Before you get too excited about the headline, let’s make it clear that this happened in the context of Gov. Rick Perry seeking the Republican nomination for president. So while it would be great to be able to say that Gov. Perry has offered mainstream science a sincere Texan bear hug, it’s more likely that his defense of science was commanded by the politics of the day.
This all originates from Monday’s Republican presidential debate.
Gov. Perry has appeared in recent weeks to be locked in a two-man race for the nomination with former Massachusetts governor Mitt Romney. Many political observers believe part of Gov. Perry’s strategy to win the war against Gov. Romney is winning the battle for the votes of social conservatives against U.S. Rep. Michele Bachmann, herself not exactly a champion for science.
Which brings us to Monday’s debate in which Gov. Perry was hit hard for his controversial move to mandate the HPV vaccine for girls in Texas. Throwing some of the hardest punches was Rep. Bachmann, who in an interview after the debate said a tearful woman approached her to say her daughter suffered mental retardation because of the vaccine.
Gov. Perry pounced:
“I think that was a statement that had no truth in it, no basis in fact.”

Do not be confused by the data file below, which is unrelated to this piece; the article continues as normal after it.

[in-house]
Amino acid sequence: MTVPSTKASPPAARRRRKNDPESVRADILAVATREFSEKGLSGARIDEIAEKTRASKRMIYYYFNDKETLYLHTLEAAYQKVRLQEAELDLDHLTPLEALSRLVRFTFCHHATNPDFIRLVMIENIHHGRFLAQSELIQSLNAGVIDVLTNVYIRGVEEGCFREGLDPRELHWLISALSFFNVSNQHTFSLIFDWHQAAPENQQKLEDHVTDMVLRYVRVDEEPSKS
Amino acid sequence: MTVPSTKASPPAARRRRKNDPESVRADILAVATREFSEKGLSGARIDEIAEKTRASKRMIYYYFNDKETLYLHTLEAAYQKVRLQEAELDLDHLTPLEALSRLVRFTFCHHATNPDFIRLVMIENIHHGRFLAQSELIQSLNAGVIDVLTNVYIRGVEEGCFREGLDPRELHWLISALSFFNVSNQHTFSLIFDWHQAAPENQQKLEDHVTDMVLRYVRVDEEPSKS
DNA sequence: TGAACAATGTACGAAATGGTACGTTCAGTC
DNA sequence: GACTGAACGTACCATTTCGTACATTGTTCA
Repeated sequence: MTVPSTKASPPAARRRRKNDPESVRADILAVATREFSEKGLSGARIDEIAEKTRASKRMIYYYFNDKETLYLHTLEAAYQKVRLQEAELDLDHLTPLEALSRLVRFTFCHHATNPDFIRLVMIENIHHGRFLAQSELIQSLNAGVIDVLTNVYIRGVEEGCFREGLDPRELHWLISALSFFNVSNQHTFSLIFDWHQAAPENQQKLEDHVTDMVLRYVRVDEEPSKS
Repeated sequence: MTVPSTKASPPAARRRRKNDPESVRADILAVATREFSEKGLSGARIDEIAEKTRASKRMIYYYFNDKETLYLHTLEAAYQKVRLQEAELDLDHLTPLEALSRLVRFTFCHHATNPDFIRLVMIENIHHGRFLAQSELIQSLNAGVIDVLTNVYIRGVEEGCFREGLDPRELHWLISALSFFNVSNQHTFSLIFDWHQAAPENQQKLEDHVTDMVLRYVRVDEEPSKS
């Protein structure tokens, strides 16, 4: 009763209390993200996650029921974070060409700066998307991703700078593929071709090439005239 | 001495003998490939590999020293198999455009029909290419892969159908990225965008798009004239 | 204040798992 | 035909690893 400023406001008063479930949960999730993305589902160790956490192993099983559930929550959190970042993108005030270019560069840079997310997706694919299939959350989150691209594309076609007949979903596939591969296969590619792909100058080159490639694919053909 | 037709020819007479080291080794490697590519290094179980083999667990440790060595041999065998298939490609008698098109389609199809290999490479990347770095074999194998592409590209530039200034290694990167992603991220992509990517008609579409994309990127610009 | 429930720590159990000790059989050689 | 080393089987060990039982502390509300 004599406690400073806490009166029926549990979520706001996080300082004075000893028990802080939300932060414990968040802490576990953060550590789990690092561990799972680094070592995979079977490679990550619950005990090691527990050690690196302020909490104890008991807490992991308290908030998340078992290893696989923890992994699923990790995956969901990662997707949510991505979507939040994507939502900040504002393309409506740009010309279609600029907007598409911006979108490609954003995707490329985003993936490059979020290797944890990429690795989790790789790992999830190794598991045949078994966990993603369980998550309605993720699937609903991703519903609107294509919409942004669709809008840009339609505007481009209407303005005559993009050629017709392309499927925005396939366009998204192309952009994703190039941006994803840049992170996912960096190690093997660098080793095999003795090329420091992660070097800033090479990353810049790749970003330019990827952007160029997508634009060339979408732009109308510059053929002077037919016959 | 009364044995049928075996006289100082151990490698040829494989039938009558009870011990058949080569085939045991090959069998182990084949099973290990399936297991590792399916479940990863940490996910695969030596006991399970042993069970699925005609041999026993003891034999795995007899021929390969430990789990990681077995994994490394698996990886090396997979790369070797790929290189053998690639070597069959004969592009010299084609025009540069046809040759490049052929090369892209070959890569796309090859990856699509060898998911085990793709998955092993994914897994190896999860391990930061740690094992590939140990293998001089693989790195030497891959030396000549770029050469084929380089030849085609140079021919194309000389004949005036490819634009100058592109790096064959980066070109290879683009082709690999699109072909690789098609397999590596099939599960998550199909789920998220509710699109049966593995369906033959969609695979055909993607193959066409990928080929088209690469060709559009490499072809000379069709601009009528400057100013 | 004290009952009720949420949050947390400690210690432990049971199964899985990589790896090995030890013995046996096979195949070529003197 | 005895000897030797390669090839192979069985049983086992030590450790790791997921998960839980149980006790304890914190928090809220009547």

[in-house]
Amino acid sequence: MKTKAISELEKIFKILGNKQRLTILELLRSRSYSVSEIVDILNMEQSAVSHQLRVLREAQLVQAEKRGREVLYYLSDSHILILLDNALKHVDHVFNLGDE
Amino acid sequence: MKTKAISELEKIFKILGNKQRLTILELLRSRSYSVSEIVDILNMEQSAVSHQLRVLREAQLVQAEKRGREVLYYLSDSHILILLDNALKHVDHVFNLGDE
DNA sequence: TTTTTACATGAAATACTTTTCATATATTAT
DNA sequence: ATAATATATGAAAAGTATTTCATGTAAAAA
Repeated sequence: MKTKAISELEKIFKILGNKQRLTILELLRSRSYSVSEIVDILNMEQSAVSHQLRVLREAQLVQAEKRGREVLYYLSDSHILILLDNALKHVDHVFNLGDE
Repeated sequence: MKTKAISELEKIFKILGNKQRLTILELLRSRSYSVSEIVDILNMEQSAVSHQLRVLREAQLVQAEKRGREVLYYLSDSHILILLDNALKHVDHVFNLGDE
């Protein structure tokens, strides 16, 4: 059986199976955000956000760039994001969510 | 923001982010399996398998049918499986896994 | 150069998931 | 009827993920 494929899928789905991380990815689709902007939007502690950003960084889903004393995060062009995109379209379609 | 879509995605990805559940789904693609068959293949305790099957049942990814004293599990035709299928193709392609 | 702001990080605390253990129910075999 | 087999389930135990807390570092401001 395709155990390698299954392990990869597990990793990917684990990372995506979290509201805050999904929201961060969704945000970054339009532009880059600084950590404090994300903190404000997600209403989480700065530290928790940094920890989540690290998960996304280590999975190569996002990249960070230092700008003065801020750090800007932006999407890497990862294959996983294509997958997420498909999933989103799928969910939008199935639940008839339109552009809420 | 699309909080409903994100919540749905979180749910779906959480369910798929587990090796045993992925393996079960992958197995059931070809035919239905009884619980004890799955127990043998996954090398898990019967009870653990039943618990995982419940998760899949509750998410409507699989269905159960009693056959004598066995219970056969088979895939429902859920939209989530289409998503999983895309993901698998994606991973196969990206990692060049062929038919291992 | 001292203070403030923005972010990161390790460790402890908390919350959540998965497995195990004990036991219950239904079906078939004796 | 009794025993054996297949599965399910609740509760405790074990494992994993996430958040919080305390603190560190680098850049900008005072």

It appears that Gov. Perry has his mainstream science down pat on this one. CBS news reports that according to the Centers for Disease Control, 35 million doses of the vaccine have been given since 2006 with zero reports of it causing mental retardation.
So when the political winds demand it (read: when he’s trying to defend a controversial decision he made), Gov. Perry is all well and good with science. This is in stark contrast with the Gov. Perry who claims there are “gaps” in evolutionary science and that climate change science is a scam perpetrated by money-grubbing scientists. Those other claims — to paraphrase Gov. Perry — have no truth in them, no basis in fact.
It’s sad for the children of Texas that when Gov. Perry says something that is actually grounded in mainstream scientific fact, it inspires a sense of irony. And it’s a kettle-pot moment when the governor calls out another candidate for a loose grasp of scientific knowledge.
Now if only we could get Rep. Bachmann to embrace evolution and climate change science.